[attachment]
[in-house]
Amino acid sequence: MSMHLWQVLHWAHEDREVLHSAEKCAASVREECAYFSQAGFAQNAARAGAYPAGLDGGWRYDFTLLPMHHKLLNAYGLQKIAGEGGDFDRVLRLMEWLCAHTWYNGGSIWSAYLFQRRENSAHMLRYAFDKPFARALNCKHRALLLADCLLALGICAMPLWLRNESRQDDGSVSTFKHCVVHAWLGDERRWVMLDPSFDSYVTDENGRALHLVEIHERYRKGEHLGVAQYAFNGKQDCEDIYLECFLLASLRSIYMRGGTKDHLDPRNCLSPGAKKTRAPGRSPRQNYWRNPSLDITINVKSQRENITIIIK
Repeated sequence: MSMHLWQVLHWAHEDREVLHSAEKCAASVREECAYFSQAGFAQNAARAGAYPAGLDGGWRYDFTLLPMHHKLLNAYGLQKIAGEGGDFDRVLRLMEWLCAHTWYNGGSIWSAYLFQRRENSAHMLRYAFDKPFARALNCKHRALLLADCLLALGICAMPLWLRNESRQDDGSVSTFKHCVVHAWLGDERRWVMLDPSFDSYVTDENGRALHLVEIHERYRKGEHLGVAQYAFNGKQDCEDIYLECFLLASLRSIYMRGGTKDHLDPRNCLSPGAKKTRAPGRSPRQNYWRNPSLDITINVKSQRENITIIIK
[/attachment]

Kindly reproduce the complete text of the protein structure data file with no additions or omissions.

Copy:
[in-house]
Amino acid sequence: MSMHLWQVLHWAHEDREVLHSAEKCAASVREECAYFSQAGFAQNAARAGAYPAGLDGGWRYDFTLLPMHHKLLNAYGLQKIAGEGGDFDRVLRLMEWLCAHTWYNGGSIWSAYLFQRRENSAHMLRYAFDKPFARALNCKHRALLLADCLLALGICAMPLWLRNESRQDDGSVSTFKHCVVHAWLGDERRWVMLDPSFDSYVTDENGRALHLVEIHERYRKGEHLGVAQYAFNGKQDCEDIYLECFLLASLRSIYMRGGTKDHLDPRNCLSPGAKKTRAPGRSPRQNYWRNPSLDITINVKSQRENITIIIK
Repeated sequence: MSMHLWQVLHWAHEDREVLHSAEKCAASVREECAYFSQAGFAQNAARAGAYPAGLDGGWRYDFTLLPMHHKLLNAYGLQKIAGEGGDFDRVLRLMEWLCAHTWYNGGSIWSAYLFQRRENSAHMLRYAFDKPFARALNCKHRALLLADCLLALGICAMPLWLRNESRQDDGSVSTFKHCVVHAWLGDERRWVMLDPSFDSYVTDENGRALHLVEIHERYRKGEHLGVAQYAFNGKQDCEDIYLECFLLASLRSIYMRGGTKDHLDPRNCLSPGAKKTRAPGRSPRQNYWRNPSLDITINVKSQRENITIIIK